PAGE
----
Longitudinal Study of Patients Following Long Bone Fracture

This study has been completed.
Sponsor:
Collaborator:
London Deanery
Information provided by (Responsible Party):
Barts & The London NHS Trust
ClinicalTrials.gov Identifier:
NCT01170572
First received: July 26, 2010
Last updated: November 6, 2012
Last verified: November 2012
  Purpose

Studies in chickens show that blood levels of a particular form of vitamin D (called 24,25-dihydroxvitamin D) increase after bone fracture. Laboratory studies show that this form of vitamin D helps the bone healing process in chickens. The investigators want to find out whether blood levels of this form of vitamin D increase after bone fracture in humans. Previous research studies have not addressed this question. The results of this research could eventually lead to the development of new treatments to help bone healing after fracture.

Patients will be asked to take part in this study if they are aged 16 years or older and come to the Royal London Hospital with a broken bone in the arm or leg or collar bone (clavicle). They will be asked to give a 20ml (about 4 teaspoons) blood sample on three occasions: at the start of the study, at 5-14 days after the fracture; and at 4-10 weeks after the fracture. The rest of their normal care would not be affected. Follow-up blood samples will be timed to coincide with routine clinic visits which are scheduled as part of normal clinical care. Patients' vitamin D level will be measured as part of the study, and those who have a low vitamin D level will be informed about this, and advised about appropriate vitamin D supplementation. The investigators will let the patient or their GP know if any blood tests are abnormal


Condition Intervention
Vitamin D
Long Bone Fracture
Other: No intervention

Study Type: Observational
Study Design: Observational Model: Cohort
Time Perspective: Prospective
Official Title: Longitudinal Study of Vitamin D Metabolism and Bone Healing in Adult Patients With Recent Long Bone Fracture

Resource links provided by NLM:


Further study details as provided by Barts & The London NHS Trust:

Primary Outcome Measures:
  • Serum concentration of 24,25-dihyroxyvitamin D at 5-14 days post cross sectional long bone or clavicle fracture, compared with baseline. [ Time Frame: 5-14 days post fracture ] [ Designated as safety issue: No ]

Secondary Outcome Measures:
  • Serum concentrations of vitamin D metabolites (including 1,25-dihydroxyvitamin D and 25-hydroxyvitamin D) and markers of bone healing [ Time Frame: Baseline, 5-14 days, and 4-10 weeks post fracture ] [ Designated as safety issue: No ]
  • Peripheral blood expression of genes encoding enzymes in the vitamin D metabolic pathway. [ Time Frame: Baseline, 5-14 days, and 4-10 weeks post fracture ] [ Designated as safety issue: No ]

Biospecimen Retention:   Samples With DNA

Whole blood samples will be retained


Enrollment: 33
Study Start Date: March 2010
Study Completion Date: October 2010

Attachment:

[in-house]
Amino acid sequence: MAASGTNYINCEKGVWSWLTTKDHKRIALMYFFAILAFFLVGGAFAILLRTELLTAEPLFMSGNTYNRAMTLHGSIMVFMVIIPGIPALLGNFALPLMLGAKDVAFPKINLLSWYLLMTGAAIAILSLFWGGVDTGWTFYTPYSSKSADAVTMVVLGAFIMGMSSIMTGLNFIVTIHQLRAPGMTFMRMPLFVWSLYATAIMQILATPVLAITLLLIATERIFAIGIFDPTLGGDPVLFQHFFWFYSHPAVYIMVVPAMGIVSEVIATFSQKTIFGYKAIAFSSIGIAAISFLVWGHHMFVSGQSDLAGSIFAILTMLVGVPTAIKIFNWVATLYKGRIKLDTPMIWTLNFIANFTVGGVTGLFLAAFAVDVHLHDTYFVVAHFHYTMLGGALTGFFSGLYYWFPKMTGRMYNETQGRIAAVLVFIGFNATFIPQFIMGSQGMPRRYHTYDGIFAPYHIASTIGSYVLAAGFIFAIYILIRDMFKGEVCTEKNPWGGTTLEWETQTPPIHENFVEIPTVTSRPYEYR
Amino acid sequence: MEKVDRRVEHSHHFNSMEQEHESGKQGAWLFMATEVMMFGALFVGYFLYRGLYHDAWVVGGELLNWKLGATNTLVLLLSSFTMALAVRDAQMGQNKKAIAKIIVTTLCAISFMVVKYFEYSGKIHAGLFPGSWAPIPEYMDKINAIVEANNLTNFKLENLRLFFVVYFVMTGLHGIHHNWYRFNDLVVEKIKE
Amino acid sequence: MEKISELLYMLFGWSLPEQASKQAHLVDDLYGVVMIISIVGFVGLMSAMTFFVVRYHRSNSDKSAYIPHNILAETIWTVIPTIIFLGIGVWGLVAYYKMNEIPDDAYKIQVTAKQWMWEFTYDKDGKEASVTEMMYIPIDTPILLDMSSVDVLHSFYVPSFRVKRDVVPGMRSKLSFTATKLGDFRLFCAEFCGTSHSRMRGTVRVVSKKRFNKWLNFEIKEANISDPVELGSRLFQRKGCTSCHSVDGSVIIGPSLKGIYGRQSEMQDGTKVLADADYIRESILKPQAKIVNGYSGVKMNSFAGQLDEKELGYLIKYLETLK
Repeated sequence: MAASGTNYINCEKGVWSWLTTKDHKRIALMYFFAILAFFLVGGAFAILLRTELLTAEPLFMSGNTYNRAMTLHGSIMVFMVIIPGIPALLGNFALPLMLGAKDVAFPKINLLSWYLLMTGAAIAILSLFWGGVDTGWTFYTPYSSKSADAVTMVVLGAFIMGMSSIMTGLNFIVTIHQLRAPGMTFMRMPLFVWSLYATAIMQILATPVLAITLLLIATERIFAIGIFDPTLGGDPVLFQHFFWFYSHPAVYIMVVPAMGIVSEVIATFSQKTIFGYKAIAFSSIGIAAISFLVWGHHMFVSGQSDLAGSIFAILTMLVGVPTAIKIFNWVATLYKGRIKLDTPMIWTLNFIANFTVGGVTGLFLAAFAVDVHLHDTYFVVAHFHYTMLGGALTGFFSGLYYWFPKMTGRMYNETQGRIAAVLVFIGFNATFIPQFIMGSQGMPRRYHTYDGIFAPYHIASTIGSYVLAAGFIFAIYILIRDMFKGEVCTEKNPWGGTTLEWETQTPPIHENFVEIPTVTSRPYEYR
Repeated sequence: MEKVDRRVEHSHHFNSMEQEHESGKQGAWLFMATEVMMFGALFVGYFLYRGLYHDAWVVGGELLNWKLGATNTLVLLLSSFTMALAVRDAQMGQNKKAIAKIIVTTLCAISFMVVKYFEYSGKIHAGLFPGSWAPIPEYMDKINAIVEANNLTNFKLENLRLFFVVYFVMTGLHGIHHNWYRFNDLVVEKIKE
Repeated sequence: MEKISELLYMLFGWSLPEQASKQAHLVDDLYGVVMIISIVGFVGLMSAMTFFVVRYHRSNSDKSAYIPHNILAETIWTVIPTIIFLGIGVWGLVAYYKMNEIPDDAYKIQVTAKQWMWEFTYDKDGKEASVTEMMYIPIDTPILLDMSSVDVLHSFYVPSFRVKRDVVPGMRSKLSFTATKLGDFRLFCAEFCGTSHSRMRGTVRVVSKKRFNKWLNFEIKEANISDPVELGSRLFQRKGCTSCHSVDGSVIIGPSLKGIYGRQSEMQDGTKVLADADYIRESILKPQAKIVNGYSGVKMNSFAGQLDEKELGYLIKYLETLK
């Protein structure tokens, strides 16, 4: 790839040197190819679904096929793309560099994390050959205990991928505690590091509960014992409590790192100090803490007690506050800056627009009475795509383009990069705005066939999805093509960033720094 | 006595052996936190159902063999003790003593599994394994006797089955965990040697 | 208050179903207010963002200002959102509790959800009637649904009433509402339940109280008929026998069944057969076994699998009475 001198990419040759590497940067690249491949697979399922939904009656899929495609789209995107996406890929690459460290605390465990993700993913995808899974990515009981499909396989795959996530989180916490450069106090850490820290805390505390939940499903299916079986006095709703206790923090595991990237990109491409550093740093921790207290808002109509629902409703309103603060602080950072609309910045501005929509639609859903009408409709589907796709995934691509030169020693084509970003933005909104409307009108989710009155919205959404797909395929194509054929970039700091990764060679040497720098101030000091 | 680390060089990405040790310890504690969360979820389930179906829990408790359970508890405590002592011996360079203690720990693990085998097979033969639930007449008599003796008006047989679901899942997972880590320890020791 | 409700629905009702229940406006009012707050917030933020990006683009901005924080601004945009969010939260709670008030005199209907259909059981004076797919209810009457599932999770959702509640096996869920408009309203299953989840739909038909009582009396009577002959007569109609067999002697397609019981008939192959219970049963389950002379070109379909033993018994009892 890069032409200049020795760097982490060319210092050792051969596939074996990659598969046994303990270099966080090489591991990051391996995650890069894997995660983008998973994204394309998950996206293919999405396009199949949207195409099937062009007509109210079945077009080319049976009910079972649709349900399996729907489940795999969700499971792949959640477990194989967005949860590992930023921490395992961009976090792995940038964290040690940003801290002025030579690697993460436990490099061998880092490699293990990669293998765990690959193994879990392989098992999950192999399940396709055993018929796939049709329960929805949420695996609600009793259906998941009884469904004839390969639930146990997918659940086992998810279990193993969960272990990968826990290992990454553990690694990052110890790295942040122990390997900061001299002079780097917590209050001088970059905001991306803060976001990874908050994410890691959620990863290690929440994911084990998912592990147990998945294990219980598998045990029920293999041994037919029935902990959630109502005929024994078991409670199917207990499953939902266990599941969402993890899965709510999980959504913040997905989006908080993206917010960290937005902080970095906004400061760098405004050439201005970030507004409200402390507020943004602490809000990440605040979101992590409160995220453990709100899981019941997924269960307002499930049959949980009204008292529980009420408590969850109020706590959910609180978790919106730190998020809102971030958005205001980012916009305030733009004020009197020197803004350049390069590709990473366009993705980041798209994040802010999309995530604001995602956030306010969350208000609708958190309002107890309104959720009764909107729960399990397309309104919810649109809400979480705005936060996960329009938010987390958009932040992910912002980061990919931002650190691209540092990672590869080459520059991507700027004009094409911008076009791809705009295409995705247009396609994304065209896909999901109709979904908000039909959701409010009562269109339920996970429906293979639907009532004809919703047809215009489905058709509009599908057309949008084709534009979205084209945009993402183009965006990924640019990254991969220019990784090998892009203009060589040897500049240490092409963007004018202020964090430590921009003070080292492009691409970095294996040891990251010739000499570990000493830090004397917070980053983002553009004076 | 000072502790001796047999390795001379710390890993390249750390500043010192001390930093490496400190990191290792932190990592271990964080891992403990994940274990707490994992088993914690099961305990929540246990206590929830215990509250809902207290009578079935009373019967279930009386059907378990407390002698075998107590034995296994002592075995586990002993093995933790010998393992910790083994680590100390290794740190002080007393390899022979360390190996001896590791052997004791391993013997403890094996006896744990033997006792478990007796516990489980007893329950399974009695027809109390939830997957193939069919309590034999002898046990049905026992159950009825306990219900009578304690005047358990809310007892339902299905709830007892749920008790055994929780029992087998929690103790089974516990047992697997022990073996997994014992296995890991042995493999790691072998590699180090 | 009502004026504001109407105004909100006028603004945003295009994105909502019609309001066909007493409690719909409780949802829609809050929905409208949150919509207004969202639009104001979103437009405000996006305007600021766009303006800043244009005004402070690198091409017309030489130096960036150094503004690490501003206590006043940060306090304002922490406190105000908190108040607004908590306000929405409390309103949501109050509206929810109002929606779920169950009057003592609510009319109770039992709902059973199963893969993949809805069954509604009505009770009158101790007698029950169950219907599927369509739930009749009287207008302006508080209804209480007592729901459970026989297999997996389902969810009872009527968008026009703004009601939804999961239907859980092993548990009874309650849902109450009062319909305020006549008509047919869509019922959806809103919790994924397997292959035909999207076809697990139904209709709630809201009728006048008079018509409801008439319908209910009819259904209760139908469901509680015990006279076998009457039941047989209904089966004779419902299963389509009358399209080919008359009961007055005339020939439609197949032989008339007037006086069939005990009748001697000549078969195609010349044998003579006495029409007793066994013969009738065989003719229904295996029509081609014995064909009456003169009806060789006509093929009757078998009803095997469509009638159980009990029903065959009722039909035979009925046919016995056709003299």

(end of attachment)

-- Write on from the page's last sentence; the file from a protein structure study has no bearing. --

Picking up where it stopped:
Primary Completion Date: October 2010 (Final data collection date for primary outcome measure)
Groups/Cohorts Assigned Interventions
Long bone fracture
Patients presenting to accident and emergency during the study period with long bone or clavicle fracture
Other: No intervention
No intervention

  Eligibility

Ages Eligible for Study:   16 Years and older
Genders Eligible for Study:   Both
Accepts Healthy Volunteers:   No
Sampling Method:   Probability Sample
Study Population

Patients presenting to the Accident and Emergency Department, Royal London Hospital, Whitechapel with a long bone or clavicle fracture

Criteria

Inclusion Criteria:

  1. Any cross-shaft long bone or clavicle fracture within last 12 hours
  2. Able to give written informed consent
  3. Age ≥ 16 years
  4. Fused physes (physiologically adult)

Exclusion Criteria:

  1. Taking medication affecting vitamin D metabolism - carbamazepine, phenobarbital, phenytoin or primidone
  2. Taking vitamin D supplement > 800 IU/day
  3. Abdominal visceral injury, pleural injury (except pneumothorax), spinal cord injury, or GCS < 15 at presentation to hospital
  4. Known Paget's disease, osteopetrosis, metastatic bone cancer, or primary bone cancer
  5. Current prisoners
  6. Currently taking part in another clinical research project
  Contacts and Locations
Please refer to this study by its ClinicalTrials.gov identifier: NCT01170572

Locations
United Kingdom
The Royal London Hospital
London, United Kingdom, E1 1BB
Sponsors and Collaborators
Barts & The London NHS Trust
London Deanery
Investigators
Study Director: Adrian Martineau, MRCP Queen Mary University of London
Principal Investigator: Tim Harris, BM BS Barts and the London NHS Trust
  More Information

No publications provided

Responsible Party: Barts & The London NHS Trust
ClinicalTrials.gov Identifier: NCT01170572     History of Changes
Other Study ID Numbers: 007076, 10/H0805/6
Study First Received: July 26, 2010
Last Updated: November 6, 2012
Health Authority: United Kingdom: Research Ethics Committee

Additional relevant MeSH terms:
Fractures, Bone
Wounds and Injuries

ClinicalTrials.gov processed this record on April 17, 2014